Posted: Monday August 7, 2006 2:54PM; Updated: Monday August 7, 2006 3:18PM
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It was 20 minutes after the USA Basketball men's senior national team had easily polished off Puerto Rico in an exhibition Thursday night in Las Vegas, and the players were slowly trickling toward the exits. Plenty of media were there, swarming for sound bites, but despite the presence of an idling bus just yards away, waiting to transport Team USA from the UNLV campus back to the luxe Wynn Hotel, the players were in no hurry to escape.
Shane Battier mentioned having "goose bumps" while running onto the floor earlier. Chris Paul had "chills" from the crowd's "U-S-A" chants. Dwight Howard was so excited to get a USA Basketball uniform that he'd put it on in his hotel room before leaving for the arena and done a few short sprints.
These guys were a team, a group of players with a shared goal of sacrificing and doing whatever it takes to win. There was a lot of talk about that publicly, but there were even more actions off the court to reinforce it.
According to someone who played on Team USA around the turn of the century, things were a little different back then: On an early day of practice before the 2000 Olympics, head coach Rudy Tomjanovic stood before the team, clapped his hands and, after giving a quick motivational speech, announced that practice would be a fast one. "We're only going for an hour, fellas, and that includes 15 minutes of stretching. Let's get out there and do this and get it over with and get outta here."
Assistant coach Larry Brown approached Rudy T and suggested that perhaps they could spend a little more time on practice, installing offenses and honing defense, this being their first time together and all.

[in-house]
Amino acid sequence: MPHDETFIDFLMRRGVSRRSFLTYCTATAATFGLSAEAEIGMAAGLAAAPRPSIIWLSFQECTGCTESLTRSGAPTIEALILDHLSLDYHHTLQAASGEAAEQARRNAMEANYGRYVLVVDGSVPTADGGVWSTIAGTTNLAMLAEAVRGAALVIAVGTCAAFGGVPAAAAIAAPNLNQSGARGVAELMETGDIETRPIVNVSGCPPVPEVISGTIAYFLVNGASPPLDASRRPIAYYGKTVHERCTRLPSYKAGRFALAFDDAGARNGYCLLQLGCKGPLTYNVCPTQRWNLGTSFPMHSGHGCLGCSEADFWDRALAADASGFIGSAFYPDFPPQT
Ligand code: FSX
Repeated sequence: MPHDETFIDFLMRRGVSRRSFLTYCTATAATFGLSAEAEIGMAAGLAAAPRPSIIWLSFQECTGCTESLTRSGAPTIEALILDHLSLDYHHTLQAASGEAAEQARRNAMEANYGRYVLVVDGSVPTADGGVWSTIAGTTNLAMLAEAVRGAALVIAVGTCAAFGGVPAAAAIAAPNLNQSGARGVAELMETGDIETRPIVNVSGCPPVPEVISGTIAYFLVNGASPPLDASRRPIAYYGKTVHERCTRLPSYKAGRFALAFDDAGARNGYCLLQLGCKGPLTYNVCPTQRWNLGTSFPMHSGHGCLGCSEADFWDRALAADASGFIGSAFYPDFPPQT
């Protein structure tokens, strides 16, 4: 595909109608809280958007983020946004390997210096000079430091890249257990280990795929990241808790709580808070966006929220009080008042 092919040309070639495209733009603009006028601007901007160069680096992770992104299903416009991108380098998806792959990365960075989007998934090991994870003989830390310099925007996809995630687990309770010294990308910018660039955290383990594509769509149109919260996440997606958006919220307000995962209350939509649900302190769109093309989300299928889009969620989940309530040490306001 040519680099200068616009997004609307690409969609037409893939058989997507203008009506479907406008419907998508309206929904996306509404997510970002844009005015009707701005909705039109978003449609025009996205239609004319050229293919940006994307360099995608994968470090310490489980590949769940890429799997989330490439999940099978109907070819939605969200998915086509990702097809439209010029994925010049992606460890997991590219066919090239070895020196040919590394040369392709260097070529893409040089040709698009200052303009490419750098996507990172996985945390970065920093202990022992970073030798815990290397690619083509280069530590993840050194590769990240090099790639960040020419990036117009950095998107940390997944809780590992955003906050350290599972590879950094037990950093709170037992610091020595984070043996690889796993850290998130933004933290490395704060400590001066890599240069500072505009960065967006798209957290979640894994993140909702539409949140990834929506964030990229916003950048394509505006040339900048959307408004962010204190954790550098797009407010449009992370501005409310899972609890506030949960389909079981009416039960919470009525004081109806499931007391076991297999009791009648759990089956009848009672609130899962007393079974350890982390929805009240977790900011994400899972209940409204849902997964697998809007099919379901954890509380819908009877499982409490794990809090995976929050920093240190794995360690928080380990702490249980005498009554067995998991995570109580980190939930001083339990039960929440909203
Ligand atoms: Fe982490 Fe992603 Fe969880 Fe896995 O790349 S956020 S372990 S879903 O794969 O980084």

"Forget that!" Rudy replied. "We're the USA!"
And so they were. Rudy's team didn't lose, although it won its final two games at the Sydney Olympics by a total of only 10 points. But in many ways, the end of those Olympics signaled the beginning of a long, slow slide for USA men's basketball, as the media quietly stopped applying the "Dream Team" tag. In 2002, George Karl's churlish Team USA finished sixth at the World Championships; in a precursor to his baffling Knicks tenure, Brown led the 2004 guys to a bronze medal, during an Olympics that included a near-violent confrontation with the Spanish coaching staff and Brown's admitting he was using halftime for "teaching." If the coaches seemed overmatched, the players seemed disinterested and, often, disgusted.
During the 2004 Olympics, I wrote here that USA Basketball needed a coach who would stress defense "almost exclusively" and emphasize transition offense. I don't know if USA Basketball boss Jerry Colangelo is a Scorecard Daily reader, but (at least by my standards) the hiring of Mike Krzyzewski to shepherd the squad seems to be a raging success. In fact, last week in Vegas, Coach K said they've done nothing but work on defense, and he wasn't worried about offense because that would come with time.
The core of this team looks to be LeBron James, Carmelo Anthony and Dwayne Wade, with Paul, who's been close to LeBron since their time together on the high school circuit, also stepping up. Bron, Melo and Wade were all on the 2004 team, though none of them started a single game. That 2004 team created matchup problems, but in the wrong way. For instance, Starting an Allen Iverson/Stephon Marbury backcourt was bothersome for opposing defenses, but it worked out worse for Team USA, as other teams just went big and slowed things down, then spread the floor and drove to the rim, either drawing fouls or collapsing Team USA and creating perimeter opportunities.